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Description of Hans Sterk.

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making a meal from the remains of the supper left by his companions. Hans Sterk, as he sat quietly eating his meal with an appetite that seemed to indicate a long previous fast, did not give one the idea of a very remarkable man.

He was quite young-probably not more than two-and-twenty, and not of very great size; he was, , however, what is called well put together, and seemed more framed for activity than strength; his eyes were deep-set and small, with that earnest look about them which seemed to plainly indicate that they saw a great deal more than most eyes. His companions seemed quite to understand Hans' peculiarities, for they did not address a word to him whilst he was eating, being fully aware that had they done so they would have obtained

When, however, he had completely satisfied his hunger, Bernhard said, •What have you seen and done, Hans? and why are

We feared you had lost the line for our resting-place before it got dark, and would not reach us to-night.'

"Lost the line,' replied Hans; that was not easy, considering you stopped at the only river for ten miles round; but I was nearly stopping away all night, only I remembered you had such good fat eland for supper, and so I returned.'

* And what made you nearly stop away, Hans?'

'Few men like to walk about among bushes and krantzes when man-eating lions are on the look-out, and the sun has set for two hours,' replied Hans.

no answer.

you so late?

Was there nothing else that kept you ?? inquired Bernhard. You left us all of a sudden.'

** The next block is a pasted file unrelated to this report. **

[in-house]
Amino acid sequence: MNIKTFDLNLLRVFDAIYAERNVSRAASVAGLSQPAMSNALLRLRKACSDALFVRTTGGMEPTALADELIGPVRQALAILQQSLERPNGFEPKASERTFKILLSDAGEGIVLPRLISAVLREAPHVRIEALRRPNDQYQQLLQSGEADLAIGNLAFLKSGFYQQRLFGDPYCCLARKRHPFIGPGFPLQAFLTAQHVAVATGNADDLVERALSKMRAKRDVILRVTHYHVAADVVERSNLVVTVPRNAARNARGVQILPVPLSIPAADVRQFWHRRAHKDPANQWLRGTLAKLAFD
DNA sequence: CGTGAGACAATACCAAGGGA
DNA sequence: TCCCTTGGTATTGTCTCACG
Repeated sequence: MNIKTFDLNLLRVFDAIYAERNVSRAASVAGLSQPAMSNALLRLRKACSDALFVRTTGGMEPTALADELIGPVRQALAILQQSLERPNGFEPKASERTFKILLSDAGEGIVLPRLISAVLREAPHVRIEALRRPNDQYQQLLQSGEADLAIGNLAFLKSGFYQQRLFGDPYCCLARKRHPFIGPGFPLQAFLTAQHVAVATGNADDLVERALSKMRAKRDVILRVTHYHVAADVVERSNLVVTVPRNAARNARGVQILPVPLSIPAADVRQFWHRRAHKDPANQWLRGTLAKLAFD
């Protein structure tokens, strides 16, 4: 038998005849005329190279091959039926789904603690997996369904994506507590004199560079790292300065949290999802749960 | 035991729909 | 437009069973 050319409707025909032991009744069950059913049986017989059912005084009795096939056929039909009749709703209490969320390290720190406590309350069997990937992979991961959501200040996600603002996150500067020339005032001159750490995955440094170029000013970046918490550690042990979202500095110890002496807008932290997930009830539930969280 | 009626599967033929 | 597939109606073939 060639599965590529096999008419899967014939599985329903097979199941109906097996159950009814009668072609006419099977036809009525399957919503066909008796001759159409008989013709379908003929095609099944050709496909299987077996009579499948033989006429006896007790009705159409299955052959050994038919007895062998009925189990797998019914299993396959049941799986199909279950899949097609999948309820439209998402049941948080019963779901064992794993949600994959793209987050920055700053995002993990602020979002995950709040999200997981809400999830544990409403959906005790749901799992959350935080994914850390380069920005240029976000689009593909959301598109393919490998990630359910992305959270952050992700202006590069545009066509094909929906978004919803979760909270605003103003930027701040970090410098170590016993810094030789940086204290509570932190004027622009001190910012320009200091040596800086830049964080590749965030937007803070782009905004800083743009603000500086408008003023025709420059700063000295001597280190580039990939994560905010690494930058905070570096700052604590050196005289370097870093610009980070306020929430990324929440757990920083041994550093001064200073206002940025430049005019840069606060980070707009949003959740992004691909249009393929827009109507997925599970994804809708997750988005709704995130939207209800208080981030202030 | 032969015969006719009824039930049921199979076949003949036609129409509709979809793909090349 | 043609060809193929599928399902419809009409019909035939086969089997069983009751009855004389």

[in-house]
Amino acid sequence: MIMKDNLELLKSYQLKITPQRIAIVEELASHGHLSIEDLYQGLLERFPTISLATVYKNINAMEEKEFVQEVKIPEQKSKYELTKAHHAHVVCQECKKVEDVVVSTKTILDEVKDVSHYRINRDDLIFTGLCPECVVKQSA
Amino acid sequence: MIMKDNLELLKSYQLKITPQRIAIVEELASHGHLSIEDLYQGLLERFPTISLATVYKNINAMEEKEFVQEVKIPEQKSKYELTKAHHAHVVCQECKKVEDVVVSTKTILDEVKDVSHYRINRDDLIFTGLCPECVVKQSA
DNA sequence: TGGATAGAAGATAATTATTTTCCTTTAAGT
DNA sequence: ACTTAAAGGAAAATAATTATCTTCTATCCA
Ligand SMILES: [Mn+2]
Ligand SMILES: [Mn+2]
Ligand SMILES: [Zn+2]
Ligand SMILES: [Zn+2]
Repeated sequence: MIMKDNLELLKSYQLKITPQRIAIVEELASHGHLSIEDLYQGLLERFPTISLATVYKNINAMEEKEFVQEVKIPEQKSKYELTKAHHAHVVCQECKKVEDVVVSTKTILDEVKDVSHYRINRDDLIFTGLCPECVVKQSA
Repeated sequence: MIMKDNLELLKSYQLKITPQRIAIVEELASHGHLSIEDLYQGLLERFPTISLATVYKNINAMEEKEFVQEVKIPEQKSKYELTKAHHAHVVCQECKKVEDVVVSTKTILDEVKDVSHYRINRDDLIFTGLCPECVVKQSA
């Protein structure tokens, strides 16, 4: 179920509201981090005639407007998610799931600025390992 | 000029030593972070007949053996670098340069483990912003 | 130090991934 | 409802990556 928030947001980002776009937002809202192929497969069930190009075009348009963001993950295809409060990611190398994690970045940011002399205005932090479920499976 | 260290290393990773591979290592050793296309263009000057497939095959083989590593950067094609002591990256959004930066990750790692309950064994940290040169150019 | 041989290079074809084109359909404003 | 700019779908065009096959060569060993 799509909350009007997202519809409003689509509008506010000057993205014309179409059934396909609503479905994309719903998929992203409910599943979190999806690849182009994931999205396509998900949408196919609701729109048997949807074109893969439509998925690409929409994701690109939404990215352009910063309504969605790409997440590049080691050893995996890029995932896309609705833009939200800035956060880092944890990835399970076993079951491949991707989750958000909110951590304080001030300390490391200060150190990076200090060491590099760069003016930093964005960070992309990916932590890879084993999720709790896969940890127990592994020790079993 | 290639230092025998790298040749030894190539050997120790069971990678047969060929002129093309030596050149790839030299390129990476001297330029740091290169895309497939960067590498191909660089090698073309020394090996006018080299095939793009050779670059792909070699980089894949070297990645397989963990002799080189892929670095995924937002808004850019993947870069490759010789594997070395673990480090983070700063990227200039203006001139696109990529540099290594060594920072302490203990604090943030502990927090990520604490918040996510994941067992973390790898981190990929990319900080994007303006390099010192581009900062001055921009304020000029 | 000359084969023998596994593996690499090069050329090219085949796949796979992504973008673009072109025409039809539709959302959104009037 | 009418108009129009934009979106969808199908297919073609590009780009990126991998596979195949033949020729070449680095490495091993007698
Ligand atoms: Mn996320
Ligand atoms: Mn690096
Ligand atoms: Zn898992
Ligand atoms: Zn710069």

Yes, there was something else kept me away.'
• And that was-

'This,' said Hans, as he pulled from his coat pocket a small brown lump like India-rubber, from which two or three long wire-like bristles protruded.

* You came on elephants !' exclaimed several of the Boers. “What luck! The first we have seen. Were they bulls or cows ?'

'I came on fresh elephant's spoor soon after I left you,' said Hans. 'I dared not con back to call

you, and feared to miss you; so I went on alone, and saw the spoor of four large bull elephants. This spoor I followed for some distance, and then found that the creatures had entered the forest. But the place was good; there were large trees, and but little underwood; so I could see far, and walk easily. I came upon the elephants; they were together, and knew not I was near till I had fired, and the big bull dropped dead.'

'Where did you hit him, Hans ?'

• Between the eye ,and the ear, and he fell to the shot.'

*The others escaped, then, Hans,' said Heinrich.

Not before I had hit one with fine tusks behind the shoulder.'

Then he escaped ?'
No, he went for two miles, then separated from the

Talk about Elephants.

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others, and stood in the thick bush. I becrouped (stalked him) and gave him my bullet between the eye and the ear, and he fell.'

“Where's his tail, Hans?' said one of the Boers.

Hans drew from his pocket a second small black bristly lump, and placed it beside the first, saying, “There is the tail of the elephant in the thick bush.'

• What weight are the tusks, Hans ?'' said Bernhard.

About sixty to eighty pounds each. They are old bulls with sound teeth.'